Posts Tagged ‘Erina Mizuno’



JAPAN 2009  Directed by: Takashi Shimizu Written by: Daisuke Hosaka Produced by: Dai Miyazaki, Satoru Ogura, Masayuki Tanishima Cast: Yuya Yagira, Ai Maeda, Suzuki Matsuo, Ryo Katsuji, Shoichiro Masumoto, Misako Renbutsu, Erina Mizuno

THE SHOCK LABYRINTH 3D isn’t exactly known for its great 3D visuals but rather for being ignored by most audiences so far (its very limited release seems to be a chicken-or-egg question). How come, you might wonder, as SHOCK LABYRINTH is helmed by the man himself, JU-ON’s and THE GRUDGE’s Takashi Shimizu.

A group of teenagers is surprised and shocked when a long-lost friend suddenly returns after more than a decade. But very soon she falls ill and they have to take her to a hospital that turns out to be a trap, a haunted house that is a shock labyrinth. A cat and mouse game begins triggering the teenager’s memories of their childhood friendship and the things that happened in the past.

I must admit that I have never been an admirer of Shimizu’s work as I believe that what he has done others have done long before him, and mostly better. For pure shocks Shimizu has never matched Hideo Nakata’s films, for depth and IQ never even come close to Kiyoshi Kurosawa. Maybe Shimizu and the way he approaches what is commonly known as J-Horror are part of the problem and the reason the once popular export has become largely extinct.

In the late 90’s J-Horror became famous mostly for its relentless shock and awe, combined with a visual language western audiences found fresh and exotic as well as initially some very good ideas as far as storytelling goes. These movies were really scary, a brilliant example of psychological and not physical horror that most of their western counterparts resorted to. But very soon epigones and imitators too over and started to cannibalize the genre by exploiting its motifs and repeating the same formula over and over, with substance and quality of ideas decreasing until there was little more left than a bunch of scenes that were supposed to make your adrenaline rush. They failed to do so after a while.

What made J-Horror interesting, different and effective in the beginning very soon became a routine, a formulaic way of filmmaking, and with no new stories in sight and the same old shocks wearing off there was simply no reason to watch J-Horror anymore, let alone that more and more original J-Horror movies were remade by Hollywood eroding the unique position of horror made in Japan further. J-Horror had sold out, and most kids watching the American remakes wouldn’t have even noticed that these films were not genuine American horror movies. For the mass audience, Hollywood had absorbed J-Horror completely.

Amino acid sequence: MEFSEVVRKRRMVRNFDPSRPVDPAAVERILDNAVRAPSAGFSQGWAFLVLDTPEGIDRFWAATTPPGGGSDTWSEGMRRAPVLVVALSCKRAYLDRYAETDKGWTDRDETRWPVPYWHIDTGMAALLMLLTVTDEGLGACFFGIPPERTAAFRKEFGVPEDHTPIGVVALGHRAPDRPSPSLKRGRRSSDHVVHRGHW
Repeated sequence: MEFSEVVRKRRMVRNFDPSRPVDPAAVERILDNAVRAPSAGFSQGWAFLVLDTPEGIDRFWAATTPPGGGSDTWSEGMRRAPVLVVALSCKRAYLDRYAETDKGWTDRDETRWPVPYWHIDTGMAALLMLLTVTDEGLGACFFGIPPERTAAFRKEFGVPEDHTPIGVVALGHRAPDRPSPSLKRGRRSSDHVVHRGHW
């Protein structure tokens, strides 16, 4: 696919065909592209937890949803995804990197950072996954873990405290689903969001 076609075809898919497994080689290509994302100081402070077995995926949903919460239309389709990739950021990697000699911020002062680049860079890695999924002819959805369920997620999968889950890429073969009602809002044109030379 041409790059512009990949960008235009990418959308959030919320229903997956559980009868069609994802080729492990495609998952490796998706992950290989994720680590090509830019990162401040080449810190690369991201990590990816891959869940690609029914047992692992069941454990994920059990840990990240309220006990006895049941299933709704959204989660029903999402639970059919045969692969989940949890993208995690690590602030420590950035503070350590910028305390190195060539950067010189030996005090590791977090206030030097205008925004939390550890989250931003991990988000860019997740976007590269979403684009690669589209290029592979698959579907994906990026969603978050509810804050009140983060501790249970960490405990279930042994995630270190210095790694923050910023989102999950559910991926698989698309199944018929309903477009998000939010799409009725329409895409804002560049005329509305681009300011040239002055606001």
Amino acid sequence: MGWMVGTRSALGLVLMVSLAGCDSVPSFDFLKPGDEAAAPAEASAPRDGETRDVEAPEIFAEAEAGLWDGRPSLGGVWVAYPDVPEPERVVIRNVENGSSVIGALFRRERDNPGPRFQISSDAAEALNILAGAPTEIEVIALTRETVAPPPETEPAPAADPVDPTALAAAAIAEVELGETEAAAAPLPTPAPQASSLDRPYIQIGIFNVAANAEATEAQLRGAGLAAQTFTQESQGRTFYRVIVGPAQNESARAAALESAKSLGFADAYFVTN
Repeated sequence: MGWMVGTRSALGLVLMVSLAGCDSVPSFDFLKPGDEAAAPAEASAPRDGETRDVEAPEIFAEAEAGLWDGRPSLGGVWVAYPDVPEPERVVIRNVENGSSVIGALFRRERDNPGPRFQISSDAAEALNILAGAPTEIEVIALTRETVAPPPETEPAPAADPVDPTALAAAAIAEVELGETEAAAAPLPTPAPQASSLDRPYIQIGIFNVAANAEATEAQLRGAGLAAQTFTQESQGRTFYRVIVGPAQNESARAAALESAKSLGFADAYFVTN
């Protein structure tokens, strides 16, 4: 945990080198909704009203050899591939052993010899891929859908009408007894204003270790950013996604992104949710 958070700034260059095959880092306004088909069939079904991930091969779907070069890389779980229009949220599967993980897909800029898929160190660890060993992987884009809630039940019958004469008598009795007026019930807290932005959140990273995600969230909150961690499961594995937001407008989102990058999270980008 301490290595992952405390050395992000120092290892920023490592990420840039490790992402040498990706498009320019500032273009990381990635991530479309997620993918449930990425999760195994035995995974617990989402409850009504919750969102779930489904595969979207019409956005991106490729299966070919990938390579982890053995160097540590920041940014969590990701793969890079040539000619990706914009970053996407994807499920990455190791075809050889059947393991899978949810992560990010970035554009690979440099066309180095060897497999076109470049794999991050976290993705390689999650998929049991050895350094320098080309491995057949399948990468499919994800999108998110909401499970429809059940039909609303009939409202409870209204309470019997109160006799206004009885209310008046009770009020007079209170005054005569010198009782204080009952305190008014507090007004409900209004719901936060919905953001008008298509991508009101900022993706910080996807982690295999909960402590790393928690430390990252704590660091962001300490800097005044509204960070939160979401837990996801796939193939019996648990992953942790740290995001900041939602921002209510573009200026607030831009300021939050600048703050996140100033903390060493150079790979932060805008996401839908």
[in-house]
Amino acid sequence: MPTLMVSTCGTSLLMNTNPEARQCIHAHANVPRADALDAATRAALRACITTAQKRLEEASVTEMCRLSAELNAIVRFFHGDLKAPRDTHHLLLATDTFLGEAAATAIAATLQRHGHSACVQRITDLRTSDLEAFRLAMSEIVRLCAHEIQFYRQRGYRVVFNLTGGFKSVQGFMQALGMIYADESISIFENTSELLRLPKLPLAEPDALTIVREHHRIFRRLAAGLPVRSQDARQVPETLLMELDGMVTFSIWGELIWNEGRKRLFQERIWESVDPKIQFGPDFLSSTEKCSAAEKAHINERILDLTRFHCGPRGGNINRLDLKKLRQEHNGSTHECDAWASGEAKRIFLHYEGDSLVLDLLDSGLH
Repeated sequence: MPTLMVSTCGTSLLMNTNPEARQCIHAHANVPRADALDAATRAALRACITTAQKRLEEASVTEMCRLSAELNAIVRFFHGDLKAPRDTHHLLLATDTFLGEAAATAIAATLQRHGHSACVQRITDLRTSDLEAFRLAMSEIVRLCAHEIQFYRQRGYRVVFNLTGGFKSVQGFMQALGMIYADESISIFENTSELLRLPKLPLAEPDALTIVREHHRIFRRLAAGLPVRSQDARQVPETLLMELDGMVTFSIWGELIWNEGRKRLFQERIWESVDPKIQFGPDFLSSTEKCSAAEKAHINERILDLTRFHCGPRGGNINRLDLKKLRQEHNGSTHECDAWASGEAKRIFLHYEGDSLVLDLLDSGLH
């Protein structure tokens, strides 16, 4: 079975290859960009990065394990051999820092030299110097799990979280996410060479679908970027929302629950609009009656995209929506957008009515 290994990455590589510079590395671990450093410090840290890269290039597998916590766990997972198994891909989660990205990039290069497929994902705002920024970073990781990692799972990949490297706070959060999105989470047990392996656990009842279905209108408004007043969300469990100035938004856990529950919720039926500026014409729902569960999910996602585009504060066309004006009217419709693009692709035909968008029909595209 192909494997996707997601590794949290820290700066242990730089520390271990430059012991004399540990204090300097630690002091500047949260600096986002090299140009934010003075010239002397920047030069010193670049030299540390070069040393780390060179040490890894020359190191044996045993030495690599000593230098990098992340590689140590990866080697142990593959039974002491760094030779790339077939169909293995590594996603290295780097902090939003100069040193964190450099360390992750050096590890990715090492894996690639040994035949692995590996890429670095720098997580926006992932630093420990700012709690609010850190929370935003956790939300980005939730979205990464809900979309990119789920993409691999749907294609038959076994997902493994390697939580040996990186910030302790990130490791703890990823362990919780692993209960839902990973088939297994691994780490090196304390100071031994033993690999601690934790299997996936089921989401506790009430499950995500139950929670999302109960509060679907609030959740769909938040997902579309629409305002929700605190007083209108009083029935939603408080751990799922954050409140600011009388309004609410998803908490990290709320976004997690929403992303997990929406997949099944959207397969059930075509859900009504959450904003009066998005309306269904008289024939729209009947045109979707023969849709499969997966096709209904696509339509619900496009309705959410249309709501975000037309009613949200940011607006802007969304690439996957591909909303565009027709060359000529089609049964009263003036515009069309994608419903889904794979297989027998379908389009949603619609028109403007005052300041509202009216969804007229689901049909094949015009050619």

Without new ideas J-Horror also lost on the festival circuit as especially horror movie buffs were quickly getting used to the same old tricks. Girls with long black hair anyone? The decline was inevitable and I was not surprised that Kurosawa for instance has left the genre (even he never actually was part of the J-Horror wave).

THE SHOCK LABYRINTH 3D illustrates why J-Horror is flatlining. It’s a tragic example of Murphy’s law. It starts with a truly idiotic idea: who on earth would make a movie inspired by the Labyrinth of Horrors attraction at Fuji-Q High Land amusement park? What “idea” is that in the first place? How do you pitch something like this to a film studio? How do you sell it to distributors and audiences? Why in god’s name did Fortissimo films pick up the rights for this?

So THE SHOCK LABYRINTH 3D starts out with no idea at all. Then a ridiculous script comes into play, untalented teenage actors, a rushed production and a low budget. Add to that a direction that has no signature at all, editing that is less than impressive, and truly horrible music. Plus a location that is anything but a labyrinth.

If the aforementioned girls with long hair, if twisting heads, blackened eyes, people vanishing in the dark, X-ray like visuals or stuffed white rabbits make you scream then THE SHOCK LABYRINTH 3D is for you. But then you’re also probably 10 years old, have an evil older sister and have not been exposed to any other horror than the stories of the Brothers Grimm. Can’t blame you.

THE SHOCK LABYRINTH 3D is a grave disappointment, its shabby, shoddy and so unbearably talkative you wish you could kill the actors with your own hands. I take great comfort in the thought that this movie was made to rip us off and not to inject new life into the genre. So there’s still a possibility someone will bring J-Horror back from the dead.

But don’t expect it’s SHOCK LABYRINTH. Beware. Abandon hope all ye who enter THE SHOCK LABYRINTH 3D.